Global issuance volumes for green, Social criteria examine how it manages relationships with employees, suppliers, customers, and the communities where it operates. More, sustainability, and sustainability-linked bonds (GSSSB) are expected to fall 16% this year to $865 billion, according to a forecast in a new report by S&P Global Ratings, as credit conditions continue to pressure overall global bond issuances.
The new estimate would mark the first annual decline after several years of sharp growth, with yearly GSSSB issuance up 4x since 2018. Despite the decline, S&P noted several bright spots, with sustainability-linked bonds continuing to see strong growth, and the long-term trends remaining supportive of future growth.
The new forecast marks a sharp reduction from S&P’s February estimate of $1.5 trillion for 2022. As inflation and interest rates rose this year, H1 GSSSB issuance fell 20% year-over-year, although sustainable bonds’ share of the market remained steady at 12% of issuances. Global bond issuance, including GSSSB is expected to remain subdued, as low near-term refinancing needs, rising yields, and increasing recession odds continue to pressure the market.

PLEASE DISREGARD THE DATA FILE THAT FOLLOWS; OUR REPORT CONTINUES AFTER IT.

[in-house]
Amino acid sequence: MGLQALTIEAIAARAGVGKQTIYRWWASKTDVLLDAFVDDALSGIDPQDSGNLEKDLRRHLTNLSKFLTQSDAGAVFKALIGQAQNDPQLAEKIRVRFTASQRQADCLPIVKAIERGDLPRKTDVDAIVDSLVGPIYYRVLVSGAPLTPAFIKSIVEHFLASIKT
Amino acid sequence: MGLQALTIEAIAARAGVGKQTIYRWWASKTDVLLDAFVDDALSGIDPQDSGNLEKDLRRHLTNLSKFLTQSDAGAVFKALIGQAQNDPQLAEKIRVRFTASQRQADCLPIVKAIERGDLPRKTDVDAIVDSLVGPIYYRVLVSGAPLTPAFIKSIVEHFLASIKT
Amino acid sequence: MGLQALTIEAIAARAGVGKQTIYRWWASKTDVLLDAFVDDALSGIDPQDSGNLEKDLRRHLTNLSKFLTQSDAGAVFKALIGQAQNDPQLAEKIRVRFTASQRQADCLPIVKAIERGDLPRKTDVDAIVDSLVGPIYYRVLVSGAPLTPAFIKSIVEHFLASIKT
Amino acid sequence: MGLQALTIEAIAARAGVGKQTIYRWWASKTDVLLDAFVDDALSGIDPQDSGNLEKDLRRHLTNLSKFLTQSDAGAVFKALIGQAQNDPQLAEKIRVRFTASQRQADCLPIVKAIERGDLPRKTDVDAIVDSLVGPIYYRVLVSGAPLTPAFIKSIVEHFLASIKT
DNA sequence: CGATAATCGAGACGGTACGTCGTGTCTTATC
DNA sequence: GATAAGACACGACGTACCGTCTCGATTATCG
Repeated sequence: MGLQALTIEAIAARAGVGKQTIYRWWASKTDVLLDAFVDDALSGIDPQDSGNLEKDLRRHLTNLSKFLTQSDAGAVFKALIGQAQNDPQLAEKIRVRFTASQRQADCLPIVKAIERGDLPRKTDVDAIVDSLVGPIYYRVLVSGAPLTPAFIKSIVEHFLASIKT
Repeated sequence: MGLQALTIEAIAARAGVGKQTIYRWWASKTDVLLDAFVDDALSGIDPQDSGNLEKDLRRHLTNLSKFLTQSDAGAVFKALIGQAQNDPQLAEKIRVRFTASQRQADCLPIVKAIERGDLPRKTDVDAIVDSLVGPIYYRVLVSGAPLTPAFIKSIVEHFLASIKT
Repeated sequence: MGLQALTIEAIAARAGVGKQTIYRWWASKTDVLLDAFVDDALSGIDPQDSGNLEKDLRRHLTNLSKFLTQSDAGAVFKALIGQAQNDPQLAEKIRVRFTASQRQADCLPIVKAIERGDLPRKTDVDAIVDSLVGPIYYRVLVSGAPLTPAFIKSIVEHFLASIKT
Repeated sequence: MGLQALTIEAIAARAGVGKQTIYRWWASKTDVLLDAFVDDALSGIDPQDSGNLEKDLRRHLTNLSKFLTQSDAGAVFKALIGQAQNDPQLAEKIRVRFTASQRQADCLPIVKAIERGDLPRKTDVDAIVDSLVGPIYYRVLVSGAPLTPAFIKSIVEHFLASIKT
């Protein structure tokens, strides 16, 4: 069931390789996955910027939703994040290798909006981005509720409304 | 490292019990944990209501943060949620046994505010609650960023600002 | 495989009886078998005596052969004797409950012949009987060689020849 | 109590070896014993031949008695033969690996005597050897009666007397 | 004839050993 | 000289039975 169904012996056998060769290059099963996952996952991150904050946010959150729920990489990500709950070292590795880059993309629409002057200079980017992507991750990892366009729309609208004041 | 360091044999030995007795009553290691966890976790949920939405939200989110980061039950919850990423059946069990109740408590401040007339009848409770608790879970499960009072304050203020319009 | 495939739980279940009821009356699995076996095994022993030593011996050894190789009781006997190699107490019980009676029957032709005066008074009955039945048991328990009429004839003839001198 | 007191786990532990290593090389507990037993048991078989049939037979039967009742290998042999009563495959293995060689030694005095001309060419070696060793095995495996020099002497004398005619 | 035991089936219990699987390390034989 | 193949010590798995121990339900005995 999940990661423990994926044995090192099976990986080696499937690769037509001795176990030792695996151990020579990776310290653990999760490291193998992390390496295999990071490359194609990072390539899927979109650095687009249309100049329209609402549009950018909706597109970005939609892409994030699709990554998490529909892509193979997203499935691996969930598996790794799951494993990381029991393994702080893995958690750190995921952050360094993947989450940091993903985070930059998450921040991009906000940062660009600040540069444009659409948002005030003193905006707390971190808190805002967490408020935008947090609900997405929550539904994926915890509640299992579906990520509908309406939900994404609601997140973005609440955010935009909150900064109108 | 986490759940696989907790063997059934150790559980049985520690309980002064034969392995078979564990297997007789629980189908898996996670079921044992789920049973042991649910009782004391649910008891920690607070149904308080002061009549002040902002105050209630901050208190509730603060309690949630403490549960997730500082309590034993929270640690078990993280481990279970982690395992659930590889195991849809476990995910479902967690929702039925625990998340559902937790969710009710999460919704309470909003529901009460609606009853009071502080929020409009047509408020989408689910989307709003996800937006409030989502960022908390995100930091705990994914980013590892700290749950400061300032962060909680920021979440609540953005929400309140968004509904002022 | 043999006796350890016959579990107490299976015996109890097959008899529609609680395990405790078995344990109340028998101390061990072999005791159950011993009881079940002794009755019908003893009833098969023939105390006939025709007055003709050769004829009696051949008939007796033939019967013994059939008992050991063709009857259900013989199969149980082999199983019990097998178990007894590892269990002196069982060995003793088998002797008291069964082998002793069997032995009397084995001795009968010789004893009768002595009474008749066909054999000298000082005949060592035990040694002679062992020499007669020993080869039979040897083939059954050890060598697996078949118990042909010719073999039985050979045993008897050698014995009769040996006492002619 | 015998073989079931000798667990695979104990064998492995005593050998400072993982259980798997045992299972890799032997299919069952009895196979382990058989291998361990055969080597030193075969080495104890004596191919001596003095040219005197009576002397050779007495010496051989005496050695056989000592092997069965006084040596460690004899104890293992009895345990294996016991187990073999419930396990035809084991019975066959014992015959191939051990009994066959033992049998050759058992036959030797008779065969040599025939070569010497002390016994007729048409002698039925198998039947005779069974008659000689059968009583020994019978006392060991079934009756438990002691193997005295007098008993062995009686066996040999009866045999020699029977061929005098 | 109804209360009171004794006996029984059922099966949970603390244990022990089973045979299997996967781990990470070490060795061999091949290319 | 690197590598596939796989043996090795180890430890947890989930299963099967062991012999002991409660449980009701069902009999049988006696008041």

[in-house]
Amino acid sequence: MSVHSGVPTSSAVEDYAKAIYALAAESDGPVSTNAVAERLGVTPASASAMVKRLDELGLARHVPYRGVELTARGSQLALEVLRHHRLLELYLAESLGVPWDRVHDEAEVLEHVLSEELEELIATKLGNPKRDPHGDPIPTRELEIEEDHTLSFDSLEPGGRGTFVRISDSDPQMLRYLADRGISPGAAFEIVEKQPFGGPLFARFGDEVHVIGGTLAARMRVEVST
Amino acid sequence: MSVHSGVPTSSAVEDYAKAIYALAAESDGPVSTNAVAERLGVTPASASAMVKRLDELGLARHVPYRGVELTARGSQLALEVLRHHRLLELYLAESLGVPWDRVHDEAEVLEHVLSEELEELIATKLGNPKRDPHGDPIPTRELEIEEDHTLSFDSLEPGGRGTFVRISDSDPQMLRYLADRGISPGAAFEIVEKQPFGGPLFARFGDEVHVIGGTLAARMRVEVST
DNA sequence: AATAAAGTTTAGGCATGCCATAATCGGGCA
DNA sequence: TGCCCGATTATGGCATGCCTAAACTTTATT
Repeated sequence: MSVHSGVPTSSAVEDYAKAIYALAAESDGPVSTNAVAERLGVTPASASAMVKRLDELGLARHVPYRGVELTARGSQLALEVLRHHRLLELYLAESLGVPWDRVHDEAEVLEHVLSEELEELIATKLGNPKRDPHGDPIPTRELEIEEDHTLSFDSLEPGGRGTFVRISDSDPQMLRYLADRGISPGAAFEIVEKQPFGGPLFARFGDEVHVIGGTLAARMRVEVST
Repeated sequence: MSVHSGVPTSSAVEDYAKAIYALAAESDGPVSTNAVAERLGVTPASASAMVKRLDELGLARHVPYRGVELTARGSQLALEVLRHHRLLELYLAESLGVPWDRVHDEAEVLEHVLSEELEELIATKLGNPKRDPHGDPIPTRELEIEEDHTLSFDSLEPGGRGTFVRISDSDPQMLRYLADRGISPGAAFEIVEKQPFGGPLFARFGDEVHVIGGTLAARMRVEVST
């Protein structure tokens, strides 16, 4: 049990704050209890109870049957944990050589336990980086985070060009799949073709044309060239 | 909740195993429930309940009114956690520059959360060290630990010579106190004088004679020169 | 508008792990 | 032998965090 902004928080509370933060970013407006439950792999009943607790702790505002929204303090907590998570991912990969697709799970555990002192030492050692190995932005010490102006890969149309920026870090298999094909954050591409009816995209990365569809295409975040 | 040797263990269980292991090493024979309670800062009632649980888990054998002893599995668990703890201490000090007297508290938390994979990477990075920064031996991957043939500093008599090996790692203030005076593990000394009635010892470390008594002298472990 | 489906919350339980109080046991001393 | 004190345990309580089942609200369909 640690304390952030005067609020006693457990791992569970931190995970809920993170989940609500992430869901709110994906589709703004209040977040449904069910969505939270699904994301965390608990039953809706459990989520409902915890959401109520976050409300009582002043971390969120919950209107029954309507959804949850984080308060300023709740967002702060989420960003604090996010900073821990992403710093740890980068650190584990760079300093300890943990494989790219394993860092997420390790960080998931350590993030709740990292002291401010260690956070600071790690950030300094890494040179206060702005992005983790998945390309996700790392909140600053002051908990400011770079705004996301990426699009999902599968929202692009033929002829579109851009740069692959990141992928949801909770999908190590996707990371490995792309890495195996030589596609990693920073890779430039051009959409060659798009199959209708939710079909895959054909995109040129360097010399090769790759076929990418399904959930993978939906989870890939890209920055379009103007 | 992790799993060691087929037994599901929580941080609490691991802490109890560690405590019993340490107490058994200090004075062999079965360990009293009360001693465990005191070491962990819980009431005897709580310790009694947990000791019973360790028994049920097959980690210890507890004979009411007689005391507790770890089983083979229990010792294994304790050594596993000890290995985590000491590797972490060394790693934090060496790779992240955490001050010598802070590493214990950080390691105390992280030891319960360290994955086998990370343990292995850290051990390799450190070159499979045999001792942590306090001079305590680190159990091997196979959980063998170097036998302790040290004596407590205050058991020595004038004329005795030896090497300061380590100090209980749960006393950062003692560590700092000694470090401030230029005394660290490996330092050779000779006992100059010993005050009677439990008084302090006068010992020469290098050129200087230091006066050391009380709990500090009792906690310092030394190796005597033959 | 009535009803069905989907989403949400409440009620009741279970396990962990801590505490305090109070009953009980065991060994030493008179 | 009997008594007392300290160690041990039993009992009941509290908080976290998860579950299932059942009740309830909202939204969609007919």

Sustainability-linked bonds (SLBs) are the only GSSSB bond type to see growth this year, up 18% year-to-date. S&P anticipates that SLBs will continue to be the fastest growing class, citing several supportive factors, including the instruments’ relative flexibility and accessibility by a wide range of issuers. According to the S&P report, SLBs, which typically tie funding costs to performance on sustainability goals, “have the potential to broaden the universe of issuers that can obtain sustainable financing,” as use of proceeds are not restricted to specific sustainability projects, unlike green, sustainability or Social criteria examine how it manages relationships with employees, suppliers, customers, and the communities where it operates. More bonds, opening the door to more sectors and to smaller issuers.
By issuer type, Financial Services was the only sector to see issuance growth in H1 2022, up 11%. Nonfinancial corporates saw issuance decline 16%, although this represented outperformance compared to a 33% drop in the sector’s total bond issuance. The sharpest decline came in the International Public Finance sector, driven by a significant decrease in Social criteria examine how it manages relationships with employees, suppliers, customers, and the communities where it operates. More bond volumes post-pandemic.
Long-term, S&P expects trends including investor demand, changing regulation and the alignment of financing needs with sustainability objectives to lead to absolute growth in GSSSB issuance volumes when the broader bond market rebounds, and to support the share of GSSSB in total bond issuance.
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